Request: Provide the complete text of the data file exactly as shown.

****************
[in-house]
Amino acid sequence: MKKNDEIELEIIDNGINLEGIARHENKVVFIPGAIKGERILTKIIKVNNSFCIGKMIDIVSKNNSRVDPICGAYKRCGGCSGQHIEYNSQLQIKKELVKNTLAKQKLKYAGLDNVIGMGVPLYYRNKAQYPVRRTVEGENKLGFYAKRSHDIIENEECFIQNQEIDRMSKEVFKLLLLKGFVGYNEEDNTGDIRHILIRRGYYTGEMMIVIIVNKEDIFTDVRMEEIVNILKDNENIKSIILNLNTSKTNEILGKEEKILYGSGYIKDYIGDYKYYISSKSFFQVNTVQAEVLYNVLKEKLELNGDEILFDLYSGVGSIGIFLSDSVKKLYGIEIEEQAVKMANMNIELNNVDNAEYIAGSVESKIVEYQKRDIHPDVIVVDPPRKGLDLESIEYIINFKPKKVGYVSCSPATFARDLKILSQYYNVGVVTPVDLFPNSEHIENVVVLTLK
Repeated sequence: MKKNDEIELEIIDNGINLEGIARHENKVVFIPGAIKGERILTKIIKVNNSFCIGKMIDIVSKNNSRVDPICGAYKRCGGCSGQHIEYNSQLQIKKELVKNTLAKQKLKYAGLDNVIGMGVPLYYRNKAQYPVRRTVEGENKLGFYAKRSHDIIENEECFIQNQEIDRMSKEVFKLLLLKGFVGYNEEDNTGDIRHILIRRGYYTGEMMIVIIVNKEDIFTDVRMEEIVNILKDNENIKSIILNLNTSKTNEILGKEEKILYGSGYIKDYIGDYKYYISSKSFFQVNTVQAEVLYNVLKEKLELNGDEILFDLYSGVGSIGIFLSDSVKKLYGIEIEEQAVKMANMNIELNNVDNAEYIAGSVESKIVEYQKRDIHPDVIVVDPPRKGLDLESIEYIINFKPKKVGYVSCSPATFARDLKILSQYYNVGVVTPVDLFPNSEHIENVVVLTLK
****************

[in-house]
Amino acid sequence: MKKNDEIELEIIDNGINLEGIARHENKVVFIPGAIKGERILTKIIKVNNSFCIGKMIDIVSKNNSRVDPICGAYKRCGGCSGQHIEYNSQLQIKKELVKNTLAKQKLKYAGLDNVIGMGVPLYYRNKAQYPVRRTVEGENKLGFYAKRSHDIIENEECFIQNQEIDRMSKEVFKLLLLKGFVGYNEEDNTGDIRHILIRRGYYTGEMMIVIIVNKEDIFTDVRMEEIVNILKDNENIKSIILNLNTSKTNEILGKEEKILYGSGYIKDYIGDYKYYISSKSFFQVNTVQAEVLYNVLKEKLELNGDEILFDLYSGVGSIGIFLSDSVKKLYGIEIEEQAVKMANMNIELNNVDNAEYIAGSVESKIVEYQKRDIHPDVIVVDPPRKGLDLESIEYIINFKPKKVGYVSCSPATFARDLKILSQYYNVGVVTPVDLFPNSEHIENVVVLTLK
Repeated sequence: MKKNDEIELEIIDNGINLEGIARHENKVVFIPGAIKGERILTKIIKVNNSFCIGKMIDIVSKNNSRVDPICGAYKRCGGCSGQHIEYNSQLQIKKELVKNTLAKQKLKYAGLDNVIGMGVPLYYRNKAQYPVRRTVEGENKLGFYAKRSHDIIENEECFIQNQEIDRMSKEVFKLLLLKGFVGYNEEDNTGDIRHILIRRGYYTGEMMIVIIVNKEDIFTDVRMEEIVNILKDNENIKSIILNLNTSKTNEILGKEEKILYGSGYIKDYIGDYKYYISSKSFFQVNTVQAEVLYNVLKEKLELNGDEILFDLYSGVGSIGIFLSDSVKKLYGIEIEEQAVKMANMNIELNNVDNAEYIAGSVESKIVEYQKRDIHPDVIVVDPPRKGLDLESIEYIINFKPKKVGYVSCSPATFARDLKILSQYYNVGVVTPVDLFPNSEHIENVVVLTLK